• United States

IPv6 cost estimates – the ROI: Part 4

Mar 22, 20064 mins

* Study quantifies the cost of IPv6 migration and ROI for U.S. businesses

The $25 billion that U.S. businesses will spend on IPv6 over the next 25 years will not be money going down the drain, according to a new report that estimates the upgrade to the Internet’s main protocol will result in potential benefits of more than $10 billion per year.

These cost and benefit figures for IPv6 are outlined in a study compiled by RTI International for the U.S. Commerce Department. The RTI study is the first to quantify the cost of IPv6 migration for U.S. businesses as well as the ROI.

RTI says that the benefits of IPv6 include VoIP, remote access products and services, and improved network operating efficiencies. IPv6 also will result in reduced costs for security, enhanced QoS and new mobile data services.

“There is a general consensus by stakeholders participating in this study that IPv6 is technically superior to IPv4,” the RTI report says. “However, there is great uncertainty about the timing, magnitude and distribution across stakeholder groups of potential benefits.”

IPv6 offers many advantages over IPv4, the Internet’s current protocol, including easier administration, built-in security and an enhanced addressing scheme. IPv6, which uses a 128-bit addressing scheme, supports a virtually limitless number of uniquely identified systems on the ‘Net, while IPv4 uses a 32-bit addressing scheme and supports only a few billion systems

One of the key benefits of IPv6 could be reduced information security costs.

“Movement to the use of an end-to-end security model could help save major enterprise costs, both in downtime and preventative measures,” the RTI report says. “IPSec, an IP-based security protocol that is more common in IPv6 systems, would likely be a part of this movement.”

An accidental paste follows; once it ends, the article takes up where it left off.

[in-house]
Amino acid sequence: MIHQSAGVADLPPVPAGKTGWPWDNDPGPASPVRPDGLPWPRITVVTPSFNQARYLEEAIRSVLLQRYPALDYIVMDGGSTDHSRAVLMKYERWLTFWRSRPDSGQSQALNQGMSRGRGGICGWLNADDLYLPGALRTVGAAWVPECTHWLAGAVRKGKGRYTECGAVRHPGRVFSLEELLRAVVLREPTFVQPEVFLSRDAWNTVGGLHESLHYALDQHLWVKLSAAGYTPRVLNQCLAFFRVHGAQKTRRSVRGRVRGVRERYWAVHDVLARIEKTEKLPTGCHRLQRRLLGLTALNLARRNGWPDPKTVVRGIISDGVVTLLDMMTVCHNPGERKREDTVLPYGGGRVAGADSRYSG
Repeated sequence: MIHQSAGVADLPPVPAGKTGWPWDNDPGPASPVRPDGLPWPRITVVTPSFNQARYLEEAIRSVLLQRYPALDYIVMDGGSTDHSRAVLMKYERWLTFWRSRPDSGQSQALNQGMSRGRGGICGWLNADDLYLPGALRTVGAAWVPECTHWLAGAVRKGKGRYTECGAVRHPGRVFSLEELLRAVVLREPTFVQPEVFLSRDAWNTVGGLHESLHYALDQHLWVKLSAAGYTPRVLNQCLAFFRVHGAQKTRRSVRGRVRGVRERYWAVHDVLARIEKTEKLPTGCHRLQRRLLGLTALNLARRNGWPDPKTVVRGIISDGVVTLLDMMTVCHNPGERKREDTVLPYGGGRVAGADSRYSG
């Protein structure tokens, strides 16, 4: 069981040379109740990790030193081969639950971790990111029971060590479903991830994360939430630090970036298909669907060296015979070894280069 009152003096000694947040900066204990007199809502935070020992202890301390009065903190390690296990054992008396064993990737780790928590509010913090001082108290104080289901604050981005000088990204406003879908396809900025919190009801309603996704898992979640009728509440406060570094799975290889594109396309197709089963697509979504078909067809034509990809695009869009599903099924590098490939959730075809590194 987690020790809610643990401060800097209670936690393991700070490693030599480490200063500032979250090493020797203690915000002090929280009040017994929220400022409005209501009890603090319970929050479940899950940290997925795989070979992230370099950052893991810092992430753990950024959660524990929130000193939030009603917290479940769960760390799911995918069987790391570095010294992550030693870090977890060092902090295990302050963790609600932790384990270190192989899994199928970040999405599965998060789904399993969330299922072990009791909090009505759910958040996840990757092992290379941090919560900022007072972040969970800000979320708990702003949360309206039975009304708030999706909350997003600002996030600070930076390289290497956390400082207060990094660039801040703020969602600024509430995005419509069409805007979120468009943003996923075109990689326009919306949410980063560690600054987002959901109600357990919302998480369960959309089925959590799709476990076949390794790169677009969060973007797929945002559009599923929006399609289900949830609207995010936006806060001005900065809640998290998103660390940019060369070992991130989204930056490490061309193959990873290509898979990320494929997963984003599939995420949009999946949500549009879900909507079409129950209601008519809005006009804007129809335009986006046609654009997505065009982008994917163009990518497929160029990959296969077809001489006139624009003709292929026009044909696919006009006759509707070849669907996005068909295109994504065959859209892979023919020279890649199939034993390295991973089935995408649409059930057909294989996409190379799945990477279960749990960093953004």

Another area where IPv6 could cut costs is in increased network efficiencies caused by the removal of network address translation (NAT) devices.

“Enterprise spending on NAT workarounds is quite significant according to estimates from participating stakeholders that range up to 30% of IT-related expenditures,” the study says.

End users could save as much as 20% or more on their telephony expenditures by moving to VoIP, the study says. While VoIP is possible with IPv4, RTI says that IPv6 could facilitate the move to VoIP.

Another benefit of IPv6 is that it can be used for remote access of new devices such as appliances or automobiles. Cost savings may come from improved monitoring of these devices as well as lower service costs.

“Automobile and appliance owners could increase the functionality and life expectancy of their products by using remote monitoring and support services,” the study says.

New mobile data services are another potential benefit of IPv6. RTI points out that mobile phone service providers are moving to IPv6 because they need large blocks of IP address space for the new products they plan to offer.

New applications are what most excite the IPv6 advocates interviewed for the RTI report.

“Widespread adoption of IPv6 could lead to a world of connected devices,” the RTI study says. “Individuals could manage their heading and cooling systems, take stock of their refrigerator or access files from their home computer while from another country. Companies could offer constant monitoring services to automobile and appliance owners to determine the best possible time to get certain services performed. Meteorologists could use sensors with IP addresses on cars to more accurately predict and report current and future weather.”

The RTI study provides a cost-benefit analysis of the conversion to IPv6. The RTI study follows last year’s mandate by the Office of Management and Budget (OMB) that all federal agencies must run IPv6 on their network backbones by June 2008. The Defense Department issued a similar mandate in 2003 to have all military networks transitioned to IPv6 by FY 2008.

To read the RTI report, click here.